By George Fenn

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Daniel Allan and Linda Calgaro in The Secret Life of Cats. Photos by Summer Marvin.

I am not a cat person. Not that I am dog person either, but as much as I am not a dog a person I would say I am doubly not a cat person. Despite my prejudices against overrated home decor, I still found Linda Calgaro and Daniel Allan’s performance of The Secret Life of Cats instantly endearing, even if not as much as the rest of the sold out house of pussy lovin’ Nelsonian.

People seriously love cats.

The premise is simple, “like Garfield” Allan says. In this comparison Allan play’s the long suffering Jon analogue, while Calgaro adopts the flawed but lovable character of an audience member’s favourite felines. However, instead of taking the form of quick comic gags or a dragging feature length movie we are treated with thorough character development which builds on the straight man / silly cat duo set into more complex relationships.

The performers take their time beginning the scene, starting it in a location suggested by an audience member. I found this choice interesting as it opens up unlikely destinations for cats and owners to find themselves. This being said, the slow long form platforming was potentially better suited to a domestic setting which is probably why the “Laboratory” provocation was justified to the basement of a house.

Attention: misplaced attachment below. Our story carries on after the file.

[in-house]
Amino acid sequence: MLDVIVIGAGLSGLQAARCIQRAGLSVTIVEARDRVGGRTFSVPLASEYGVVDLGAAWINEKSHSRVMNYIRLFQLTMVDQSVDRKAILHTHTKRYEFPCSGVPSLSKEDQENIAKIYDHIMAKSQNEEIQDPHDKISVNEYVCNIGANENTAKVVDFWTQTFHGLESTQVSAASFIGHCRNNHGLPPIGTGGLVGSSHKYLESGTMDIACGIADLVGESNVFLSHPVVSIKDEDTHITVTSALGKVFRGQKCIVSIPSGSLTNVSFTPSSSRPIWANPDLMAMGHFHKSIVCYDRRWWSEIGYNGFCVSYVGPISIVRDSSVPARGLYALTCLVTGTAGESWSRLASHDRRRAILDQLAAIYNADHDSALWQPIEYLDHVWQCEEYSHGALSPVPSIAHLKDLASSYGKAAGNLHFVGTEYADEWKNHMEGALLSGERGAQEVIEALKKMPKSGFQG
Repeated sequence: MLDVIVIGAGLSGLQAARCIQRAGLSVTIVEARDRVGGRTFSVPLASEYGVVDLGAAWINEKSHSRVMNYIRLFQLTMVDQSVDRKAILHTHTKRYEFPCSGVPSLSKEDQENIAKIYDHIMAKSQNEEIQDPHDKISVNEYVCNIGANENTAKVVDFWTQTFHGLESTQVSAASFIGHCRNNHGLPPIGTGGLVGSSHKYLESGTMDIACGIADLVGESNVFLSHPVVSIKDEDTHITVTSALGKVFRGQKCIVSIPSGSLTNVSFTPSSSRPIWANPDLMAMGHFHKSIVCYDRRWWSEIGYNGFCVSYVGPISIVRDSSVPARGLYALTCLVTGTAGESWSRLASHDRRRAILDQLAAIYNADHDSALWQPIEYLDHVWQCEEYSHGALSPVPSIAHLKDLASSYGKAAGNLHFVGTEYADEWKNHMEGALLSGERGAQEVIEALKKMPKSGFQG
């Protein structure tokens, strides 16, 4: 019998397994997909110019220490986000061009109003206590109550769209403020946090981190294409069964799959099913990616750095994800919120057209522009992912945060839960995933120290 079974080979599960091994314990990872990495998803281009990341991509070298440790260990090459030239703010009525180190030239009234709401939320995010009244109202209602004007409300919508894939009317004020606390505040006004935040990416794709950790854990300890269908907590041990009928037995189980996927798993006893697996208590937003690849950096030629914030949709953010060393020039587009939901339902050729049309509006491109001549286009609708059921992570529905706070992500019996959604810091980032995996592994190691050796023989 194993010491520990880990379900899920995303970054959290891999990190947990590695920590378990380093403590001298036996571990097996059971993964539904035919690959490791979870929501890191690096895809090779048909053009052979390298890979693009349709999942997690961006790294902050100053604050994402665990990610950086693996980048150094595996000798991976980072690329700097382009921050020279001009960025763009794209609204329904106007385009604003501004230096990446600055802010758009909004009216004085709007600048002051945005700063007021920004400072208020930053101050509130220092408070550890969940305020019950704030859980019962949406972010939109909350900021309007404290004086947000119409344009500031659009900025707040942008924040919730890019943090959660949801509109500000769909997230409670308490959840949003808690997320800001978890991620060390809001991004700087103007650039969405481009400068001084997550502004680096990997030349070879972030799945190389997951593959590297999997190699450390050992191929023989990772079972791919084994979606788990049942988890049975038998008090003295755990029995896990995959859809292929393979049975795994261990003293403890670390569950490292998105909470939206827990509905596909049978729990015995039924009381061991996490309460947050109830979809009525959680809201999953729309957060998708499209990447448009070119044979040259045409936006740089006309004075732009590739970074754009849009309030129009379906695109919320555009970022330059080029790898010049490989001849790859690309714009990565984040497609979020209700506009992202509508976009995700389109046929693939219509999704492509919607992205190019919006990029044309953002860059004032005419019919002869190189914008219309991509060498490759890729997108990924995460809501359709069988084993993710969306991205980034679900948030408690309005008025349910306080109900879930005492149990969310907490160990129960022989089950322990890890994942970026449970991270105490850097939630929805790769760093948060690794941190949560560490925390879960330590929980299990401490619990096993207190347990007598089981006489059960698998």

Calgaro’s cattish personifications are dynamic despite the audience seemingly satisfied with watching the cat be petted by Allan. While capitalising on the innate awww-factor of cats, the duo go beyond portraying a range of personalities from  cheeky, skittish to malicious, the latter of which I found particularly cathartic. This kept the concept fresh enough that after two twenty-minute long scenes the audience was begging for another, which was delivered just as fresh.

 

The Secret Life of Cats is a premise so strong it’s’ almost exploitative. It plays on the same twisted nurturing drive that cats use to worm their way into the hearts of humans. That being said, I commend the players for providing a depth of entertainment more nuanced than the cat GIFs on your Facebook feed.

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